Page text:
Note 3 will come in three different leather clad back pates, black, white, and pink, and designers are working on numerous color and texture options for further customization. The Window Flip Cover accessory from the GS4 returns with an even larger window to support alerts on the screen when the screen is technically off.

14 back coverThose of you worried about corporate solutions, Samsung Knox security software will now be rolling out worldwide.

Samsung is shooting for worldwide availability by September 25th. An ambitious release schedule. Pricing info to come shortly as carriers jump on the press circuit.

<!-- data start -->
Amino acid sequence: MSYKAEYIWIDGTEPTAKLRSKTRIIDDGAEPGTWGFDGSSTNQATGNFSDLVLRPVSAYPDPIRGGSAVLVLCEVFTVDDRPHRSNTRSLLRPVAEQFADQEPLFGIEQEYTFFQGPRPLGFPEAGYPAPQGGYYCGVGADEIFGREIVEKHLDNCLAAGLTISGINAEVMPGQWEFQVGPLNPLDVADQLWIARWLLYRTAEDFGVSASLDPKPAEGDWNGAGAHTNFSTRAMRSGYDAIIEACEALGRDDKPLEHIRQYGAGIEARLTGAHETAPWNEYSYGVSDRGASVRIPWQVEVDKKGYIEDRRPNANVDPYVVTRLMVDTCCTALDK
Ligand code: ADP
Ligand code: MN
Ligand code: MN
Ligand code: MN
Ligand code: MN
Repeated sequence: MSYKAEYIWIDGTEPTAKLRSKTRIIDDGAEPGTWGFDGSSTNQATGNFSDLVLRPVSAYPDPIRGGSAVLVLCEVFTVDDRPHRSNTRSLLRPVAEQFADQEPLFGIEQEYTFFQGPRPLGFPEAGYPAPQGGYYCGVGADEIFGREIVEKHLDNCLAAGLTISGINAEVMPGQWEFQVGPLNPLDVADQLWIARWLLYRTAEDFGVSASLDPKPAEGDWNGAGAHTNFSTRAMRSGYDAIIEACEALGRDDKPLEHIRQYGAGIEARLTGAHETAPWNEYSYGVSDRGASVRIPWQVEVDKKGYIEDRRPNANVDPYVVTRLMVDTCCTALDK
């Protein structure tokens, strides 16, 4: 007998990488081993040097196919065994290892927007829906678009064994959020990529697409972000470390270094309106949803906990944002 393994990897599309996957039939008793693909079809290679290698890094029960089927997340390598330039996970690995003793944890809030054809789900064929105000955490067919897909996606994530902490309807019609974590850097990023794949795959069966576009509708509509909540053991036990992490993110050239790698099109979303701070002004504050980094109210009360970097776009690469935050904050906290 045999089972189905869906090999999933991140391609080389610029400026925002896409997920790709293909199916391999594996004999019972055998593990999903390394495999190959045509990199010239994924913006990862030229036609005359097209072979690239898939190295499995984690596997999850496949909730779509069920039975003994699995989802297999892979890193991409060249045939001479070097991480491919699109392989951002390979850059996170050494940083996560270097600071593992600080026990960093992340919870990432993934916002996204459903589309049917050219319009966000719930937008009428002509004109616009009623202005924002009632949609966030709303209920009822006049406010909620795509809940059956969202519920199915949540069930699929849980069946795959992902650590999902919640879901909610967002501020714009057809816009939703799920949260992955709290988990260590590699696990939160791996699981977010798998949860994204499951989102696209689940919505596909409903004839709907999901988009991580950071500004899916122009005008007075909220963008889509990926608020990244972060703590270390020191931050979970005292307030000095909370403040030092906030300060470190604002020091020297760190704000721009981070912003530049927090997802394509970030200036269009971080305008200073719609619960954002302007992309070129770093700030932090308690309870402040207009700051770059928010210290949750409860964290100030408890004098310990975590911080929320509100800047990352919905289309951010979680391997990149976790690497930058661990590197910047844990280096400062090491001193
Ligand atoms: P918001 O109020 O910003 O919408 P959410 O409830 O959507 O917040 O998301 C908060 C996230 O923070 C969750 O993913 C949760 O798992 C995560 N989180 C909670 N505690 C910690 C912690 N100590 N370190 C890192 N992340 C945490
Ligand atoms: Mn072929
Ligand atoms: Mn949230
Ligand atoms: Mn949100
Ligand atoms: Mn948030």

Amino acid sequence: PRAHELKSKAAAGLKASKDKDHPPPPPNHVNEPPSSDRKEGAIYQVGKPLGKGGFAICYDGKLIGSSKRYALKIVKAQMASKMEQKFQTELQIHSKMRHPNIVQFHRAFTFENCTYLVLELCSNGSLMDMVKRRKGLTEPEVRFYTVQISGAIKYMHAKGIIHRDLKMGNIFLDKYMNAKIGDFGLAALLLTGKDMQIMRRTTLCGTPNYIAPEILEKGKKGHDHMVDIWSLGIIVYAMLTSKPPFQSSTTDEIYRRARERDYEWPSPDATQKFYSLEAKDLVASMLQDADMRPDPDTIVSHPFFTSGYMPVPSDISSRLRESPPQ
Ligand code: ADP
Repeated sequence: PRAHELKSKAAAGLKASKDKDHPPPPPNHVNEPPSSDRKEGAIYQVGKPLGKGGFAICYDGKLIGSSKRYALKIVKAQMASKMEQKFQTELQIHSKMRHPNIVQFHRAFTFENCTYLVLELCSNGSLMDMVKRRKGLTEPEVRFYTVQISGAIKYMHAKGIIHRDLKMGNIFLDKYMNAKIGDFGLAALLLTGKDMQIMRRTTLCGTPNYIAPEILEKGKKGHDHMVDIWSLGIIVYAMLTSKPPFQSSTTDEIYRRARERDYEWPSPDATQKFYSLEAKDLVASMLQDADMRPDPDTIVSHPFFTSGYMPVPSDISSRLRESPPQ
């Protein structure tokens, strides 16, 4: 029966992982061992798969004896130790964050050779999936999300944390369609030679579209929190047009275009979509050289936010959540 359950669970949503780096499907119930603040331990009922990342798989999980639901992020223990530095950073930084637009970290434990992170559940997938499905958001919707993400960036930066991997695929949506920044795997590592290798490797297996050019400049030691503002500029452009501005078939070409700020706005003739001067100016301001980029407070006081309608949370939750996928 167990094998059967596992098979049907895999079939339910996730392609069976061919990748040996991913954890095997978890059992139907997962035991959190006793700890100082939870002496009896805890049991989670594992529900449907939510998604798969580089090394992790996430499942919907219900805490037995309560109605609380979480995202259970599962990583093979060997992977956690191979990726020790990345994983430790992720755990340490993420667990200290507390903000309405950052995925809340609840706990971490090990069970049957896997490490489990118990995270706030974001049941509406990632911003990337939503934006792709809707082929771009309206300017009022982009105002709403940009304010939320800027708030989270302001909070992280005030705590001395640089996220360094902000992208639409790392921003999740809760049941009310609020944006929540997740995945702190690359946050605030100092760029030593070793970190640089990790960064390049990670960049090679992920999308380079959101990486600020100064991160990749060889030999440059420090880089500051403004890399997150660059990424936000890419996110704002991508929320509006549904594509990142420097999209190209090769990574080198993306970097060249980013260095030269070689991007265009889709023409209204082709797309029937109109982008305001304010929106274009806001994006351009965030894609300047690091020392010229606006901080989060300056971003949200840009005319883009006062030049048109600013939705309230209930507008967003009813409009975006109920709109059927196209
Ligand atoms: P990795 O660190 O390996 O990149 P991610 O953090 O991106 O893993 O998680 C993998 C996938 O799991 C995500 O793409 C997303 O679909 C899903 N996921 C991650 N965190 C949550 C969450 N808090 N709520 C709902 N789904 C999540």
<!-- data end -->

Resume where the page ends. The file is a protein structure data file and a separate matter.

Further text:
Galaxy Gear

29 gearSammy proudly showed off their smartwatch, ending all the rumors on what kind of tech we might see on board. a 1.6″ touchscreen AMOLED display will be paired with an 800MHz CPU and a host of sensors, gyros, mics, speakers, and a camera. Movement tracking will allow Gear to help you sort work out and fitness info, and gestures can be utilized. Answering a phone call happens by holding your hand up to the side of your head. That seems funny, until you see that the mic and speaker are built into the watchband. Not exactly handsfree, but easier to support than holding a Note 3 up to the side of your face, and less “crazy person talking to no one” looking than some of the smaller bluetooth headsets.